Tuesday morning Todd Bowles walked through the doors of the NovaCare Complex, just as he's done since January. But when he leaves Tuesday night he will do so as the Eagles' new defensive coordinator. It's been a whirlwind year for Bowles, who was promoted after Juan Castillo was relieved of the position Tuesday morning.
This time last season, Bowles was a member of the Miami Dolphins' coaching staff, the assistant head coach as well as the secondary coach. After the Dolphins fired Tony Sparano following a 26-10 loss to the Eagles, Bowles was named head coach for the last three games of the season. The players rallied around Bowles, going 2-1 to finish out the year.
After missing out on the opportunity to remain the head coach, Bowles took a job coaching the Eagles' secondary. And 10 months later he finds himself again being promoted mid-season. Bowles said he has learned a great deal from both experiences.
"Last year probably was the biggest shock," he said during his introductory press conference Tuesday, "So, coming into this year – it's a similar situation as far as it happening in-season – it kind of prepares you not to get too high or too low, to just be professional and do your job. And then if something happens, you're ready to do everything else also."
Bowles takes over a talented defense with plenty of room for improvement. The defense hasn't registered a sack in three weeks and failed to hold a 10-point lead with five minutes to go against the Lions on Sunday. But in Bowles the defense now has a leader who not only has extensive defensive coaching experience, but significant playing experience as well.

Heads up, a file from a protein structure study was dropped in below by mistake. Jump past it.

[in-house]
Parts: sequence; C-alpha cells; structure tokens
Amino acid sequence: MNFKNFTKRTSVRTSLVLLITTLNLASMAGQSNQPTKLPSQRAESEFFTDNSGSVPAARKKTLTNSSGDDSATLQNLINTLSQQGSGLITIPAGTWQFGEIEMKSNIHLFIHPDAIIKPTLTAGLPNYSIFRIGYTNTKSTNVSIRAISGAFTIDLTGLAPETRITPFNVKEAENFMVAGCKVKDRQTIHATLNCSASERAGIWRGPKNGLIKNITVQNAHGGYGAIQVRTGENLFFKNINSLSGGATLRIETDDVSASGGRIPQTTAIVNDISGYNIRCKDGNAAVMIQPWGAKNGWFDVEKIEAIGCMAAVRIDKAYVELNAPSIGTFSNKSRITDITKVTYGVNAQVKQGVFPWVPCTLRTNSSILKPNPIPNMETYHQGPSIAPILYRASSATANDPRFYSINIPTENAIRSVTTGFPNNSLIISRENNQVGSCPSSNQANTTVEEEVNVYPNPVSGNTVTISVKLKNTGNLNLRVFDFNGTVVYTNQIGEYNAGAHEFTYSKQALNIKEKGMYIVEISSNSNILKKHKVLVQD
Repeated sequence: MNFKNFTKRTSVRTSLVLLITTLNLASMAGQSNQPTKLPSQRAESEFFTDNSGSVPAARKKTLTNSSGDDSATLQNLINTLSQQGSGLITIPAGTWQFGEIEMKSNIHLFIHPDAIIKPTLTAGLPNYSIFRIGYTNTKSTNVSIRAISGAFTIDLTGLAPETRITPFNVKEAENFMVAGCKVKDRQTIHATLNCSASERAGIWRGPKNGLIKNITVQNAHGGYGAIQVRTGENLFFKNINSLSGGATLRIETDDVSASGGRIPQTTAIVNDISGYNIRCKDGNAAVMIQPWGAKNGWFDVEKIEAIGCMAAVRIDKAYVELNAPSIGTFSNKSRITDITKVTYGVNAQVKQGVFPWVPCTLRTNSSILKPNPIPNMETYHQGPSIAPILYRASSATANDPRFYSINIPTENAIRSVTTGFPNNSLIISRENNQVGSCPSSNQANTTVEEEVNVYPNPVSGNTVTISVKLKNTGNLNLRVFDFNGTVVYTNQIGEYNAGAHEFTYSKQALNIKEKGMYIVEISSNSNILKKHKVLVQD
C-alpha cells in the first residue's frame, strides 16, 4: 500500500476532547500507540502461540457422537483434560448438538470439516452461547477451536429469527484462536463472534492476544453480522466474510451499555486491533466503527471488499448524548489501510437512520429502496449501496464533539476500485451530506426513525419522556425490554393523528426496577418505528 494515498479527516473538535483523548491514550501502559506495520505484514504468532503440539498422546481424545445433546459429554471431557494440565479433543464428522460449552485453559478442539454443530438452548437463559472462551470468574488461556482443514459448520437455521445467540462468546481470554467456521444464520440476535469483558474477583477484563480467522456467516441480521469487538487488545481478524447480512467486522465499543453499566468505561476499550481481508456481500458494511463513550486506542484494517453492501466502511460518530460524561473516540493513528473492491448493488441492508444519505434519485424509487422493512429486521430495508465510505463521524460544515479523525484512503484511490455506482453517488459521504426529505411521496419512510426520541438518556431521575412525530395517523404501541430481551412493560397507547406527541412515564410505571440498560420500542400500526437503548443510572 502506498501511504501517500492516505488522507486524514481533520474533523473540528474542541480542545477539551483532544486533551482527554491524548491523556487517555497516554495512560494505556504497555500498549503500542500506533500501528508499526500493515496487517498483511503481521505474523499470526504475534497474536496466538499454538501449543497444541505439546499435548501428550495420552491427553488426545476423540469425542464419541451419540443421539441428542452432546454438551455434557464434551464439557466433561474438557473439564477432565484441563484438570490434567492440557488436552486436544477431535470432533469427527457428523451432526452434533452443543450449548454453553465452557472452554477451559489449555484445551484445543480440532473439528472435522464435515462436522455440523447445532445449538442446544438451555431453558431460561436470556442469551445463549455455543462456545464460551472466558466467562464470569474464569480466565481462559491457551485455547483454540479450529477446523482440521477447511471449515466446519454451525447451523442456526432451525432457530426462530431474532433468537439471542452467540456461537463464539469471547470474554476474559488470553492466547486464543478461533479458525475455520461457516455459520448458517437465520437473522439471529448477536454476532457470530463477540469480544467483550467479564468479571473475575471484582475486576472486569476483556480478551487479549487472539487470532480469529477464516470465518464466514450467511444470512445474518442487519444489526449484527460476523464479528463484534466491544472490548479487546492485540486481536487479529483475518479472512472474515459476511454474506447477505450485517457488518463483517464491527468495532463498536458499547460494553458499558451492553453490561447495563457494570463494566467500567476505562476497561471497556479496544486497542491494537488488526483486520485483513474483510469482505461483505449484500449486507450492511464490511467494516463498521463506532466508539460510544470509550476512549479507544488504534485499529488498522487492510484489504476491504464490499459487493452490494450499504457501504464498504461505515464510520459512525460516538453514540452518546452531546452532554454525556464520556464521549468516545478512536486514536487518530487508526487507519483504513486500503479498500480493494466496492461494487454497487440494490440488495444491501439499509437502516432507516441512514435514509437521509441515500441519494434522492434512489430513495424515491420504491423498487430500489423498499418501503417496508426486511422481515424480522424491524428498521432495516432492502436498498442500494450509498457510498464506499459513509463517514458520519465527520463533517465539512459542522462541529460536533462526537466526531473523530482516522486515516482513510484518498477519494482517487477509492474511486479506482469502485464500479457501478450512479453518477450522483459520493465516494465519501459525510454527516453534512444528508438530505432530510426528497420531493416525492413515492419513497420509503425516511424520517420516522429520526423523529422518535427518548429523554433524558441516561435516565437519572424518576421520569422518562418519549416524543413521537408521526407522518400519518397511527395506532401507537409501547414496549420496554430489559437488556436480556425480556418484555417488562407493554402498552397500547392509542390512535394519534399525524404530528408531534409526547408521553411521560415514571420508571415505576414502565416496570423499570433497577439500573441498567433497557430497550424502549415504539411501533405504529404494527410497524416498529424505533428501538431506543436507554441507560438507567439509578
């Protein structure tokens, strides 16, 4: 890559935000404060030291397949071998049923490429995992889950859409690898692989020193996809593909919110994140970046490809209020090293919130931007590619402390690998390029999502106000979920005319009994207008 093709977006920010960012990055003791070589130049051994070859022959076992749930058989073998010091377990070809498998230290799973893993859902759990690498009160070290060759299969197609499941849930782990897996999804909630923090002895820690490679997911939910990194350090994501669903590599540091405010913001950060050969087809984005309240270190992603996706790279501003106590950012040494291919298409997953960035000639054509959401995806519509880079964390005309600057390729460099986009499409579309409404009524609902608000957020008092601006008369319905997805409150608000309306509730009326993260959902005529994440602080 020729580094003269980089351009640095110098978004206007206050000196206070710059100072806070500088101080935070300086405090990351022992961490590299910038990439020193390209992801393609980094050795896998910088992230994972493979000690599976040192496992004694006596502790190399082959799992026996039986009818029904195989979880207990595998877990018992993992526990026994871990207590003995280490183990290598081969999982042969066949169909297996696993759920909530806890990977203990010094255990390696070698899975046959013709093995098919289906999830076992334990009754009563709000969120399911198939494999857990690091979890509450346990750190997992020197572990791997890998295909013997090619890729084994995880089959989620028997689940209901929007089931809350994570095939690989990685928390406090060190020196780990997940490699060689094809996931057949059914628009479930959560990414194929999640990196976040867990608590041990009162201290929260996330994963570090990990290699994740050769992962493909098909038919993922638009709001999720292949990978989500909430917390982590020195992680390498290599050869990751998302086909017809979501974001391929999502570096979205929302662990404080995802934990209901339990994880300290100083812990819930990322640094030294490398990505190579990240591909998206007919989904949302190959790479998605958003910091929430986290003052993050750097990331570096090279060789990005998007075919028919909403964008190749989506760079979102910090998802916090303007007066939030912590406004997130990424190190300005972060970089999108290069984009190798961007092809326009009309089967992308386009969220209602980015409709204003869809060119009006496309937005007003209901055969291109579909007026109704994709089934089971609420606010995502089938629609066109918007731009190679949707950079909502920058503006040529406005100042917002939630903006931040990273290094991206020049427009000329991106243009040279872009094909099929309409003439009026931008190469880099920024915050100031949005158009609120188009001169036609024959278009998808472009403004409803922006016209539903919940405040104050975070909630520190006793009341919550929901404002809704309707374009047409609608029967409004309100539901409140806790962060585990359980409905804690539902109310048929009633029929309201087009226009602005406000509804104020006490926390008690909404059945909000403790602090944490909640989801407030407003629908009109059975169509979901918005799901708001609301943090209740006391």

Bowles attended and played at nearby Temple University and was in the NFL for eight seasons, playing for the Redskins and 49ers. He believes that experience helps him connect with his players.
"Being a player you can put yourself in the same situations because you've been in them," Bowles explained, "So when a guy is coming to you with problems, you can refer back to your playing days. You don't have to agree with them. You say, 'This is why you're doing this, so this is why they're doing this to you.' It just helps the relationship go a lot better."
Bowles came to Philadelphia with a reputation for being a coach players wanted to do well for. So far this has been true in the secondary, and all indications are that his coaching style will resonate with the other players on defense. After all, he said, they've been working together all season.
"We all know each other because part of the game plan is we have specific parts that we break down," Bowles said, "They'll see me, they'll see (linebackers coach Mike Caldwell), they'll see (defensive line coach Jim Washburn), they'll see (safeties coach Mike Zordich), so we all have our days where we are running the meeting room. As much time as we're around each other, we've gotten to know each other pretty well."
One of the hallmarks of Andy Reid's 13-year tenure as head coach has been consistency. So while this move is a departure from the norm, it should be as seamless a transition as there could be. Bowles has the bye week to adjust, and his personality and coaching style should help him connect with the defense right away.
"They're hearing the same message from a different person," Bowles said. "I might have a different spin on it and my own ideas here or there and a few tweaks that they go through. They'll understand exactly where we, as a coaching staff, are coming from, and understanding exactly what the game plan is as they have been."
When the players return from the bye week, a familiar face will be gone. But the message and the goals remain the same. No one in the organization is happy about a 3-3 start, but every indication is that Bowles should provide a spark to help ignite the defense for the remaining 10 games of the season — and beyond.
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